By Besha Rodell
By Patrick Range McDonald
By Michael Goldstein
By Dennis Romero
By Sarah Fenske
By Matthew Mullins
By Patrick Range McDonald
By LA Weekly
By varying estimates, Henson spent 40 to 50 days last summer walking the highway in front of Golden Era. His protest signs focused on the deaths of several women in the care of the church, most notably Lisa McPherson, whose controversial death is the subject of an upcoming civil trial in Florida (another Scientology world headquarters). He accompanied Scientology buses to the employee quarters, taking down church members’ license numbers and addresses.
At times, the Hemet protests took on a faintly ludicrous, Spy vs. Spy cast, with Scientology agents and picketers bombing around Hemet, watching one another. Ida Camburn, a 78-year-old anti-Scientology activist who houses out-of-town protesters, says Scientology P.I.s tailed her from her residence at the Sierra Dawn Mobile Home Park.
”They had five private investigators sitting in my neighborhood last summer when Keith was here, following me around and scaring me half to death,“ Camburn charged. ”One morning I was turning left, one pulled up beside me on the right side, as I made a left, she also turned left real fast out of the right lane, so close I could feel her . . . I went into the medicine shop, and there she‘s sitting grinning at me.“
The Sierra Dawn park manager told police that residents were frightened because of ”the private investigators who sit in cars for hours at a time and watch Ida’s house.“
Henson also continued to contribute to alt.religion.scientology, which is closely monitored by the church. One of his postings was a suggestion to land a ”Cruise missile“ on Gold Base; another said of Scientology, ”destroy it utterly.“ Henson says the messages were inside jokes: ”Cruise“ referred to actor Tom Cruise, a longtime Scientologist, and the ”destruction“ quote was a takeoff on one of L. Ron‘s own incendiary statements.
”Like I’m going to take a bomb out of my pocket and throw it over the fence,“ Henson said.
”Does that even pass the giggle test?“ asked EFF‘s Cohn.
But Golden Era general manager Ken Hoden says Henson’s bomb postings were taken seriously.
”Based on evidence we were able to collect off the Internet, his intention was to destroy [the production facility] utterly, to leave not one stone unturned,“ Hoden said.
Hoden denies that the church tailed Camburn or other activists, and says instead that Henson, whom he compares to Timothy McVeigh, is a stalker with an extensive background in explosives.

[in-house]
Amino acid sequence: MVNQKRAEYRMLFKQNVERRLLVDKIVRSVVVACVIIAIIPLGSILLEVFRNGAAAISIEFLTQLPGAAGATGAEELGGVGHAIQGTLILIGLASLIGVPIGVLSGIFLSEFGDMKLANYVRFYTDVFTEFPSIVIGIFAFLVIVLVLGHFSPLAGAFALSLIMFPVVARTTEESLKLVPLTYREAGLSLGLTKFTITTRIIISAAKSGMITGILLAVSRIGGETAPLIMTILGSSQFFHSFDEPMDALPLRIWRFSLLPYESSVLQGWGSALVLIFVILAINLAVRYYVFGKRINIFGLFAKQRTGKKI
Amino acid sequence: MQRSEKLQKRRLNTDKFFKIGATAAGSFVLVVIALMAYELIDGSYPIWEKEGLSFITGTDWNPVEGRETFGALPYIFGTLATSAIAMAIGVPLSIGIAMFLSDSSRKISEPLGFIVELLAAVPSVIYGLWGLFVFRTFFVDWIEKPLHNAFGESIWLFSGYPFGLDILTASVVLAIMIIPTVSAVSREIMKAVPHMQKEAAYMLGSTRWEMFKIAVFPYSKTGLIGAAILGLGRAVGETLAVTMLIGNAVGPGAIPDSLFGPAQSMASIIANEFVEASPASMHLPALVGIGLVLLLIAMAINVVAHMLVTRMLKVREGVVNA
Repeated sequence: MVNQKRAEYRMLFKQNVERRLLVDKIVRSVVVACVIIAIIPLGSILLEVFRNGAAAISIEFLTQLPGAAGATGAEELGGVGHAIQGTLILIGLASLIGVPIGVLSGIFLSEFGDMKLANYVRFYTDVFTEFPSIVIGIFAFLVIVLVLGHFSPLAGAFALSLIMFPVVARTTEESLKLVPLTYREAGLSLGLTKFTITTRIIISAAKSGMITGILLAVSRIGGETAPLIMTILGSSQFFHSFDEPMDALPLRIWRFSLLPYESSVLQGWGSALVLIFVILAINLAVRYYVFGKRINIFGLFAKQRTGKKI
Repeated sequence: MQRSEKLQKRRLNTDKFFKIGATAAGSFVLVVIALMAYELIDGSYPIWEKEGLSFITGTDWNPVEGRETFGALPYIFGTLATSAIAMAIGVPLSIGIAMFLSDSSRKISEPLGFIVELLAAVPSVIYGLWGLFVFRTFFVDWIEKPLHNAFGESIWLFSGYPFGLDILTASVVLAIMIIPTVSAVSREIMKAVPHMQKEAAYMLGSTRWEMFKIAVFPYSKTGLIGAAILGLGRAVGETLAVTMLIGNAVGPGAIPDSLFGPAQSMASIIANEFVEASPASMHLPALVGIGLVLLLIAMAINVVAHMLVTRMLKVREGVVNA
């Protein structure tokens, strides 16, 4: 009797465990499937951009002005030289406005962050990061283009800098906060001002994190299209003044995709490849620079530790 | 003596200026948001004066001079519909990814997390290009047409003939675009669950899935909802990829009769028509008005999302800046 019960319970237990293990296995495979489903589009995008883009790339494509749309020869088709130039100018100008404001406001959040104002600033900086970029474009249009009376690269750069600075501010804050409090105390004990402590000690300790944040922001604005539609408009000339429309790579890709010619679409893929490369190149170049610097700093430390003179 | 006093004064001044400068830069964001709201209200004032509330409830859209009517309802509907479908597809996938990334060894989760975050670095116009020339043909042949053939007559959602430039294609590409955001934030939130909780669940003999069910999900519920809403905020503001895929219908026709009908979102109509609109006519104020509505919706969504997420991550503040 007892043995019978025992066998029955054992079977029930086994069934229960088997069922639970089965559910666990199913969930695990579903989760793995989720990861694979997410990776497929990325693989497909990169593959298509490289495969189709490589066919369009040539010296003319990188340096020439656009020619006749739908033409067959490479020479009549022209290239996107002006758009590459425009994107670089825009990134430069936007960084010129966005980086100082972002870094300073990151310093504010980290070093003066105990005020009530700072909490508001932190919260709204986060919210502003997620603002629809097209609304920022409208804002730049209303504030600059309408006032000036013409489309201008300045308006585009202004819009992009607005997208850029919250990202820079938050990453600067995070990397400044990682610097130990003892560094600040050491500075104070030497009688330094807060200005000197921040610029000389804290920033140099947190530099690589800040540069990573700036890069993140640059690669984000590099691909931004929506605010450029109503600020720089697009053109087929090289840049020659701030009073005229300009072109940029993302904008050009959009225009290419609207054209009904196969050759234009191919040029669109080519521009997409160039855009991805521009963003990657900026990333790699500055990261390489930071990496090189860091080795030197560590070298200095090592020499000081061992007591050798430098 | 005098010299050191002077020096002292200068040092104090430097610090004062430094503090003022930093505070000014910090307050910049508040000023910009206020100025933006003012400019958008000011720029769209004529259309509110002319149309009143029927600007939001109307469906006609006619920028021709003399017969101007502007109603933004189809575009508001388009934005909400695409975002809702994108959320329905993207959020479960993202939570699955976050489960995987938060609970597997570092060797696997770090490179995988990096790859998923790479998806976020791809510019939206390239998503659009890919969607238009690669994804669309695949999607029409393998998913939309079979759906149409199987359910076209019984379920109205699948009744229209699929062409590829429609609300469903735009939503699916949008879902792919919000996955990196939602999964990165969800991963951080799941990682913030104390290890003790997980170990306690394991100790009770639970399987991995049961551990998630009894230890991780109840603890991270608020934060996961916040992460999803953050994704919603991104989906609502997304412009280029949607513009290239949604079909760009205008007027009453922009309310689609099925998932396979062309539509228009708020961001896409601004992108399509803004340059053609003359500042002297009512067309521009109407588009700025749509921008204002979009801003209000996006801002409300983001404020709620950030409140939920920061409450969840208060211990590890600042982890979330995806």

”He‘s no different. The man’s obsessed, and he‘s a dangerous individual,“ Hoden said.
”He would take pictures of people, take down their license-plate numbers, and he wasn’t carrying a sign then; it‘s pretty intimidating stuff,“ agreed Deputy District Attorney Robert Schwarz, who prosecuted Henson.
But from the beginning, the Henson investigation was hardly business as usual. Opened at the behest of Scientology, the case relied on evidence provided by the church’s ”Internet expert,“ Gavino Idda, and private investigator Edwin G. Richardson. At one point, Riverside County Sheriff‘s Detective Tony Greer, the lead investigator, said, ”In reviewing all of the Internet postings I did not see any direct threat of violence towards the church or any personnel of the church.“ At the D.A.’s direction, however, the investigation continued. Scientology lawyers also attended the trial, and conferred with Schwarz during the breaks.
Schwarz said it was not unusual for victims to help prosecutors. ”Scientology has absolutely no say in whether or not we file a case,“ Schwarz said.
After a disastrous non-defense defense -- Henson and supporters say Riverside County Superior Court Judge Robert Wallerstein gutted their case -- the jury hung on two counts, but convicted Henson of the interfering charge, which is classified as a hate crime.
Facing a recommended 200 days in Riverside County Jail, which Henson feared had been infiltrated by the Scientologists‘ Criminon rehab program, the defendant fled before his sentencing date to Toronto, where he and Hagglund, a Canadian Scientology foe, picketed a downtown Scientology office. The church complained, bringing out the SWAT team.
”We get notified by Scientology, we check, and he’s an undesirable,“ Toronto Police Fugitive Squad Detective Phil Glavin said of Henson. ”We look on the Internet, and he‘s a self-proclaimed bomb expert.“
Henson worked in the 1970s for an explosives company in Arizona, and arranged pyrotechnic parties in the desert ”similar to Burning Man,“ he acknowledged, but that’s a far cry from mad bomber. Henson told deputies his aim against Scientology was ”psychological warfare.“ This goal, and some of Henson‘s tactics, may sound extreme. But the activists say he was just giving back as good as he got from the church, which has repeatedly picketed, videotaped, defamed and followed him. Outside Golden Era, P.I.s spat upon and intimidated him in a practice known within the church as ”bull baiting.“
”Scientology goons accused me of having sex with girls, boys and goats,“ Henson said.
Henson blames his prosecution on a Scientology doctrine called ”fair game.“ In 1967, Hubbard announced that any suppressive person (Scientology jargon for ”enemy“) ”may be deprived of property or injured by any means, by any Scientologist . . . He may be tricked, sued or lied to, or destroyed.“
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